Militia Kills 12 in India
Apr. 22, 1999
PATNA, India (AP) _ Nearly 100 members of a private militia raided a village in eastern India today, killing at least 12 lower-caste villagers, police said today.
The latest carnage came in revenge for the killing of 35 upper-caste Hindus by Communist rebels last month in a continuing caste war in Bihar, India's most lawless state.
Members of the Ranbir Sena private militia attacked two sections of the village of Sindani in the Gaya district, 530 miles southeast of New Delhi, said T.P. Sinha, a Bihar police official.
The dead included four women, some of whom were sleeping in their homes, police said. The hands of some victims were bound together before they were shot, they said.
The assailants escaped even though police have been combing the area for the past month to track down Ranbir Sena activists.
The militia has targeted Dalits, which means ``oppressed ones,'' the lowest group in the hierarchy of Hinduism. Most Dalits are poor, uneducated farm laborers.
India's caste system is an age-old Hindu social structure that can determine anything from where a lower-caste person works to where he or she lives, worships or drinks water. Although India's constitution outlaws discrimination by caste, the system remains prevalent in rural areas.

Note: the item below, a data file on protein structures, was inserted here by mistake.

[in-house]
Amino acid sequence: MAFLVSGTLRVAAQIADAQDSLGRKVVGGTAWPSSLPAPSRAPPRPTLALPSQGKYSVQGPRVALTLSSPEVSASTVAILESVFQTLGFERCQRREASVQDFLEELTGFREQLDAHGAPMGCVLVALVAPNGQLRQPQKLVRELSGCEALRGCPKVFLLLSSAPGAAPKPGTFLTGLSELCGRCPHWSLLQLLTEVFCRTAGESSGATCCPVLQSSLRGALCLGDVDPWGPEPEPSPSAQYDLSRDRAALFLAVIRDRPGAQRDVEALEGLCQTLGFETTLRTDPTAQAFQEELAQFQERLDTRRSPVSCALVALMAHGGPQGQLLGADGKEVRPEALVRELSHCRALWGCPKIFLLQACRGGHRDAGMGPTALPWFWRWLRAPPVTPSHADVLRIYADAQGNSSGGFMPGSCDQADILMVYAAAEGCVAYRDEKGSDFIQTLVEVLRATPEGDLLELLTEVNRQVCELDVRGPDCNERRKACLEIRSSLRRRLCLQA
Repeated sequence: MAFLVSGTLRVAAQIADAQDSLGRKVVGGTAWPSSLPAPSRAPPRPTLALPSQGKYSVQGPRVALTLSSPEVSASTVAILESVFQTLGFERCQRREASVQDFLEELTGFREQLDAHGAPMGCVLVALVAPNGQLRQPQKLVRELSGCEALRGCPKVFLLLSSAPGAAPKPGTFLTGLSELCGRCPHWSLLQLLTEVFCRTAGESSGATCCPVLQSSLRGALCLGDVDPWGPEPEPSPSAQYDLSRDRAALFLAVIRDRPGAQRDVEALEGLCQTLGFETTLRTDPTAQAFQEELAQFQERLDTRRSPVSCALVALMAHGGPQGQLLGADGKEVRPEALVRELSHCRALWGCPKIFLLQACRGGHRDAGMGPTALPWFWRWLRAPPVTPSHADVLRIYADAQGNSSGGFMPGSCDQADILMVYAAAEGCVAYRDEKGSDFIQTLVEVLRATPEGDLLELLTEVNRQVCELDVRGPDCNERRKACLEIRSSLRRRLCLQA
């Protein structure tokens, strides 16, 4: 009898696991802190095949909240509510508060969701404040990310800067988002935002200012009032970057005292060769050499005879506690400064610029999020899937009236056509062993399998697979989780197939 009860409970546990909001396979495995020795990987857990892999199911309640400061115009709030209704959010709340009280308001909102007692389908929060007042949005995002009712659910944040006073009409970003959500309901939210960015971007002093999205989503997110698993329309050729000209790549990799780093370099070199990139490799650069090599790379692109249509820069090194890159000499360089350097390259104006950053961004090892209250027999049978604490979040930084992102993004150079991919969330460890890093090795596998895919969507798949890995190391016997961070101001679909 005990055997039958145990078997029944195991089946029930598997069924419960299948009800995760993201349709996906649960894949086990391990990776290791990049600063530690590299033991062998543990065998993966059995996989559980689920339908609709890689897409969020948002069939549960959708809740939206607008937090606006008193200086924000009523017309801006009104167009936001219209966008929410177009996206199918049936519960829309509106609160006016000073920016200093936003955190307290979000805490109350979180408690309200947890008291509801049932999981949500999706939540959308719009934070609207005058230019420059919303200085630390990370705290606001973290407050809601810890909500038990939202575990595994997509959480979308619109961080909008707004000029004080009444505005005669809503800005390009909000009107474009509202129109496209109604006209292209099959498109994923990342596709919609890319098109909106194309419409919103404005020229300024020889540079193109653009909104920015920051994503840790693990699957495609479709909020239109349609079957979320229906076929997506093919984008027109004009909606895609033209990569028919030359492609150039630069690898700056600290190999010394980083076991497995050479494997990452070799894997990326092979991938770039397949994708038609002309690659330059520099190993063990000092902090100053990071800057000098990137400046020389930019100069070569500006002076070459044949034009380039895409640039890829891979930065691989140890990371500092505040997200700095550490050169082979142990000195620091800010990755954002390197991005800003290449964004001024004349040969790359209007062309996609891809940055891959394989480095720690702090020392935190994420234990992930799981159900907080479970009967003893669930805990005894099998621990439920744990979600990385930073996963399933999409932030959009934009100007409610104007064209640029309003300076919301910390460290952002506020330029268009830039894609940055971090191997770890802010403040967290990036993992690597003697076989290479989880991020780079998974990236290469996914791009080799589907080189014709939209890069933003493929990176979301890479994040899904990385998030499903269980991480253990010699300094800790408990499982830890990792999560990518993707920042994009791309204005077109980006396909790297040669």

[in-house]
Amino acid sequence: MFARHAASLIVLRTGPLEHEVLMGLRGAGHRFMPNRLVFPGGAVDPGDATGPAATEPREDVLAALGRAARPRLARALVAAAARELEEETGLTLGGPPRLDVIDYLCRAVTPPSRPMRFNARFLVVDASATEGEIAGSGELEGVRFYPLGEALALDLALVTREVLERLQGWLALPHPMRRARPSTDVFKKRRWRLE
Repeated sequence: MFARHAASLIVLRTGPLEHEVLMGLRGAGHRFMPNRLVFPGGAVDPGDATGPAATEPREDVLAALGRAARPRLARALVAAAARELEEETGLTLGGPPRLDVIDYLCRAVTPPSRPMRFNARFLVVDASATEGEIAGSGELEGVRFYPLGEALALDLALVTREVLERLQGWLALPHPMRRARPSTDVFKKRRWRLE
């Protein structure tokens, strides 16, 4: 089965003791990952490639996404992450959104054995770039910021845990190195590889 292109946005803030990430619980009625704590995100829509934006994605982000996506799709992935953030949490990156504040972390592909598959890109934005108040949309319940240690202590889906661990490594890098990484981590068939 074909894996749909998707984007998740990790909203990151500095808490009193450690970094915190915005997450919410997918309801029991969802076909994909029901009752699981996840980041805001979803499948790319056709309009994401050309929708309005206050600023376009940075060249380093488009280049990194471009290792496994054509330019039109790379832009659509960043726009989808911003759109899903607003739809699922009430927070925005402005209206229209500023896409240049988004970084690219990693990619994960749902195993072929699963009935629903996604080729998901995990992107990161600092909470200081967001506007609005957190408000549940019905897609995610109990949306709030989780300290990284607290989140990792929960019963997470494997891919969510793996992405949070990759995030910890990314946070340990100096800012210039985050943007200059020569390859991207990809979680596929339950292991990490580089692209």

Communist groups have been trying to organize laborers in Bihar to improve their lives and secure them land, a challenge to the social order that the Ranbir Sena has answered with violence.
The caste killings prompted the Hindu nationalist-led federal government to fire the state government, run by a socialist party, last month. The federal government said Bihar had disintegrated into total lawlessness.
But the government was later restored because Prime Minister Atal Bihari Vajpayee's party did not have the support for the necessary parliamentary ratification of the federal takeover of Bihar.